Given that testing of grid components is extremely valuable to assure that every detail works as it should do before installing them in the power system, and in consideration of the increasing needs to guarantee reliable energy to all, KEMA Labs (the CESI Testing, Inspection and Certification Division) together with the TSO Amprion, is now installing in its facility in Mannheim (Germany) the new transformer T401.
The new transformer T401, which was built in the Nuremberg transformer factory of Siemens Energy, will have a short-circuit power of 1000 MVA and rated power of 63 MVA. The new testing transformer is designed for maximum short-circuit current Ik rms of 100 kA and a maximum peak current Ip of 276 kA. Depending on the configuration of the power grid at local supplier substation in Mannheim Rheinau, the short-circuit power of the grid will be within a range of 10 up to 25 GVA.
As the high-power laboratory in Mannheim was and still is designed as a testing station, which feeds the energy for the tests directly from the grid, this requires a substation with sufficient short-circuit power in the neighborhood to avoid effects of the tests on the feeding grid.
Due to a modernization of the current grid in the responsibility of the TSO, Amprion, the 220-kV level in the substation will be omitted and therefore the laboratory would have risked losing its feeding power. To avoid this situation, Amprion decided, together with CESI, to connect the laboratory with an overhead line of the higher 380-kV voltage level.
This means that all towers, lines, switching devices, measuring transformers and – most important – the test transformer must be replaced by new devices suitable for the 380-kV level. Aside from the replacement of the devices, a fire protection concept must be introduced, since the transformer bay will be extended to store the new transformer which has bigger dimensions compared to the 220-kV device, that was used in the past.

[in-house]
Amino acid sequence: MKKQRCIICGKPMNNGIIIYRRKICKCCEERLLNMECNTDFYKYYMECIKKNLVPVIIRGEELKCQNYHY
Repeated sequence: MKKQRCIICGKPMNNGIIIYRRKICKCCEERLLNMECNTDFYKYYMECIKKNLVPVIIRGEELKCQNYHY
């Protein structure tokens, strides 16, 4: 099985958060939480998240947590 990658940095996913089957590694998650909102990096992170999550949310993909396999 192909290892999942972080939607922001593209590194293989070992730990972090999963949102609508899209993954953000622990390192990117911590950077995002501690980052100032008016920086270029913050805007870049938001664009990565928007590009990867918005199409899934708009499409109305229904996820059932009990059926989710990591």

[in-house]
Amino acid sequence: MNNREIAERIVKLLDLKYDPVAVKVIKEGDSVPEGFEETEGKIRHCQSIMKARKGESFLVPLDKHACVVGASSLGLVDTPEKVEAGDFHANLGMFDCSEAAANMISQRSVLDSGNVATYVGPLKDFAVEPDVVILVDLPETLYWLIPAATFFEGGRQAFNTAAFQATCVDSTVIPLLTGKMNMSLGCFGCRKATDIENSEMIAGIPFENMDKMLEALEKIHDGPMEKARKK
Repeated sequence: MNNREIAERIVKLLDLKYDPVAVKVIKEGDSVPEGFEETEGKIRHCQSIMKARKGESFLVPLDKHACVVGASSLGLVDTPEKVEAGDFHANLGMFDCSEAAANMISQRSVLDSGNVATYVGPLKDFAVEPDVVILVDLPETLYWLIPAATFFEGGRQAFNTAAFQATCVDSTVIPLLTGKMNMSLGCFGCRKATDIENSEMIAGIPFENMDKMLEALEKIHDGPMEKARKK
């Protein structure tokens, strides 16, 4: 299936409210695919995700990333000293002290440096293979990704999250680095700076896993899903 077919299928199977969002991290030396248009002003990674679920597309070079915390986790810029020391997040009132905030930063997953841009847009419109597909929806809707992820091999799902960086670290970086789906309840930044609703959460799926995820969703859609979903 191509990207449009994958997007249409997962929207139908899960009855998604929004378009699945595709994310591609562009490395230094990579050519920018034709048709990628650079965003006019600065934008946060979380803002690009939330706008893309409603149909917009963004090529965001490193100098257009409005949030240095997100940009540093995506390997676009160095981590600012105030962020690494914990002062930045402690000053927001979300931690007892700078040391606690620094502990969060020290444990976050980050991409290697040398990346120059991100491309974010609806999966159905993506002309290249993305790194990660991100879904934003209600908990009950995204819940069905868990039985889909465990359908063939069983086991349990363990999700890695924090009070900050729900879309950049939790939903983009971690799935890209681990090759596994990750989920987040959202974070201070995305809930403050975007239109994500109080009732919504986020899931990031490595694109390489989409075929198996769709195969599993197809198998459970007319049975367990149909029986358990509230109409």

The delivery of the new transformer T401 was completed on Friday, November 12th, and the installation of the new test transformer will take three-four months, including the connection to the substation. Furthermore, the control system of the short circuit house, which is installed on the secondary side of the transformer, will be replaced and brought to a new standard. It is a project based on a cooperation between labs development, local KEMA Labs test engineers of the high-power lab in Mannheim and the KEMA Labs engineers of the secondary group in Arnhem, the Netherlands.
Thanks to the new Transformers T401, KEMA Labs upgraded even further its cutting-edge technologies, in order to meet its customers’ needs all around the globe.